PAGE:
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Film Room: Observing Wisconsin’s three-headed monster at running back

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Yes, the Badgers can still run the ball.

NCAA Football: Florida Atlantic at Wisconsin Jeff Hanisch-USA TODAY Sports

Northwestern’s run defense has been shaky at times this season, a trend lost amongst the long string of injuries in the secondary. That doesn’t bode well for Saturday, where the Wildcats will be introduced to Jonathan Taylor and Chris James and reacquainted with Bradrick Shaw. With no disrespect to Shaun Wilson or Josh Cleveland, these are the three most talented running backs they will have seen in 2017.

In Week 1, Jaxson Kincaide and Kelton Moore combined for 126 yards on just 20 carries. In Durham, Mike Hankwitz’s defense let quarterback Daniel Jones rush for 108 yards and two touchdowns as the Blue Devils racked up 233 yards on the ground. Even in the convincing win over Bowling Green, Cleveland managed 54 yards on just 12 carries, including a 20-yard touchdown scamper.

Despite Alex Hornibrook’s well-documented improvement as a passer, Wisconsin remains a run-oriented team. For as well as they defend the run (90.7 yards per game), the Badgers are among the best at running the football, averaging 275.3 rushing yards per game. Featuring a trio of running backs, Paul Chryst’s team figures to run early and often on Saturday. It all starts with true freshman running back Jonathan Taylor.

Jonathan Taylor: 438 yards, 5 touchdowns, 8.3 YPC

Those gaudy numbers don’t tell tell the entire story of the rookie’s incredible start in Madison. A four-star recruit from Salem, N.J., Taylor galloped for 87 yards and a touchdown on just nine carries in Wisconsin’s season-opener against Utah State. His coming out party, however, was in the lead back role the following week against FAU. It didn’t take Taylor long to put the Badgers on the board - or to snag the No. 1 running back spot on Chryst’s depth chart.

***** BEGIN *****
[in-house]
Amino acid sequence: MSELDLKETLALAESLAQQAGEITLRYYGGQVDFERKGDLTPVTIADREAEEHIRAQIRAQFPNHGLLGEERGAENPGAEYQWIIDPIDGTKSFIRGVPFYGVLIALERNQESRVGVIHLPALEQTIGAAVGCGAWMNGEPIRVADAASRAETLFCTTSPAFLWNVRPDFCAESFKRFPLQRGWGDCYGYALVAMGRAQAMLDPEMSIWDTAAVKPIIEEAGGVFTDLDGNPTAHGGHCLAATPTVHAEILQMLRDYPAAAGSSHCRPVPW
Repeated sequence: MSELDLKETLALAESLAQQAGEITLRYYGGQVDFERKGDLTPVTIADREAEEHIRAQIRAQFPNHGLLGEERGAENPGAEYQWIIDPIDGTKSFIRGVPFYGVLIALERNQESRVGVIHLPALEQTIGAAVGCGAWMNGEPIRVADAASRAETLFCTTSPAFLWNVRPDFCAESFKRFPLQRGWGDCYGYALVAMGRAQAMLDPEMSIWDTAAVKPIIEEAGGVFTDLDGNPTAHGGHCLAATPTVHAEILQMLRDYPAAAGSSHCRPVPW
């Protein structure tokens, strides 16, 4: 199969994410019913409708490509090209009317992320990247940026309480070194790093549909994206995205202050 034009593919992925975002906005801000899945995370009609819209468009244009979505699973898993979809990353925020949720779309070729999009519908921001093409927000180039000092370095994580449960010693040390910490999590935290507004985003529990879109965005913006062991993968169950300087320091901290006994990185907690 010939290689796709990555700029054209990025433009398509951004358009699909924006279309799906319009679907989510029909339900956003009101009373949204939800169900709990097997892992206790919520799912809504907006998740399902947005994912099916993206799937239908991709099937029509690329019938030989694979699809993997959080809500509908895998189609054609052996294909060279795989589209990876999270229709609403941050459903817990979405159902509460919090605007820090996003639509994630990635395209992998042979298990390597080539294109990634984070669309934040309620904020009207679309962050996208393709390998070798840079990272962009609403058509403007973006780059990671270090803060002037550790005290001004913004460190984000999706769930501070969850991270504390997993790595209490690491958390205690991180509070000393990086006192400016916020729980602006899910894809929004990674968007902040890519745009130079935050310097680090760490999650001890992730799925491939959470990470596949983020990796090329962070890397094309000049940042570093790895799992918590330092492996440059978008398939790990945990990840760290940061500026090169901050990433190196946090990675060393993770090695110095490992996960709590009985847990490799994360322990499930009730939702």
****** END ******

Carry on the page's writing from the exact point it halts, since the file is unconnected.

The blocking by Wisconsin’s veteran offensive line is terrific, but Taylor also showcases vision beyond his years. The freshman seems destined to go between the “A” or “B” gap as he takes his first steps.

Instead, he is patient and waits for a hole to develop. Taylor’s vision and explosiveness, combined with a quick cut at the 39-yard line, the right tackle’s ability to seal the edge, the wide receivers’ willingness to block downfield and a poorly attempted arm-tackle create this 64-yard touchdown run.

His second touchdown of the day was just as impressive.

Four, maybe five, hapless Owl defenders get a hand on Taylor, who had no business getting positive yards on this play, much less a 29-yard touchdown run. Taylor is deceptively fast and, after eluding the blitzing defensive back in the backfield, he slows down before accelerating and beating four players to the sideline. This is a special run. One more run (below) shows why it’s so tough to tackle this guy behind the line of scrimmage. That’s a tremendous cut.

Okay, okay, we’ve seen the quickness and speed. We get it. But is Taylor strong?

The short answer is yes.

Taylor bounces to the outside where freshman defensive back Zyon Gilbert stands much too flat-footed. Taylor welcomes Gilbert to college football with a textbook stiff-arm, carrying two FAU defenders out of bounds after the 18-yard run.